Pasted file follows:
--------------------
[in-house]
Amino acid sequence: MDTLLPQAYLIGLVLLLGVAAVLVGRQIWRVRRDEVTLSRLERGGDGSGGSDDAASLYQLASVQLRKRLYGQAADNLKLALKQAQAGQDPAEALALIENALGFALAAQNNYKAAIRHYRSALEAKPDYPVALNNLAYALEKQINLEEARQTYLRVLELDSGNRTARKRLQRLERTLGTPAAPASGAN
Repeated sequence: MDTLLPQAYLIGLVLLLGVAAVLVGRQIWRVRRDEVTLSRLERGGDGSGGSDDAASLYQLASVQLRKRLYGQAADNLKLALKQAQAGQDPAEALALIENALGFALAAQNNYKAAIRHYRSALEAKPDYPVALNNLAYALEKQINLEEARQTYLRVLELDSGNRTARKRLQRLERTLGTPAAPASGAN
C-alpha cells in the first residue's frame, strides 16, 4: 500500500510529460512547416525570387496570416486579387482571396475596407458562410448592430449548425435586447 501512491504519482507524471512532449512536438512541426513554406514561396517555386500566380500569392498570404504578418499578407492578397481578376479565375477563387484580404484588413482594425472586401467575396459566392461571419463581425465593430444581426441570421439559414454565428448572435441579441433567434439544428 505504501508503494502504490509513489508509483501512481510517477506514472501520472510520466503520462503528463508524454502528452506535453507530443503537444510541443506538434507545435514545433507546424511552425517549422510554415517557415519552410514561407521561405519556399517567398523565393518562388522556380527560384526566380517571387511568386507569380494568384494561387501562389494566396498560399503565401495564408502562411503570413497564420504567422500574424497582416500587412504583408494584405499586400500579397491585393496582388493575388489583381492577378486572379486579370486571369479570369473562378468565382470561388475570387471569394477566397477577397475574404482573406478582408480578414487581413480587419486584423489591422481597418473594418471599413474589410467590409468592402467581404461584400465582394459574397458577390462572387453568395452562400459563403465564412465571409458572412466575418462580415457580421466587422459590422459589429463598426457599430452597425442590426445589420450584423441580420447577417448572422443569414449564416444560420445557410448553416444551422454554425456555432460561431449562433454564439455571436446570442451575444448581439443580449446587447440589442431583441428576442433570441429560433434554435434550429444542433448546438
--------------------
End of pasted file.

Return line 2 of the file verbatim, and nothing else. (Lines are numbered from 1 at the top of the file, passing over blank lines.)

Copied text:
Amino acid sequence: MDTLLPQAYLIGLVLLLGVAAVLVGRQIWRVRRDEVTLSRLERGGDGSGGSDDAASLYQLASVQLRKRLYGQAADNLKLALKQAQAGQDPAEALALIENALGFALAAQNNYKAAIRHYRSALEAKPDYPVALNNLAYALEKQINLEEARQTYLRVLELDSGNRTARKRLQRLERTLGTPAAPASGAN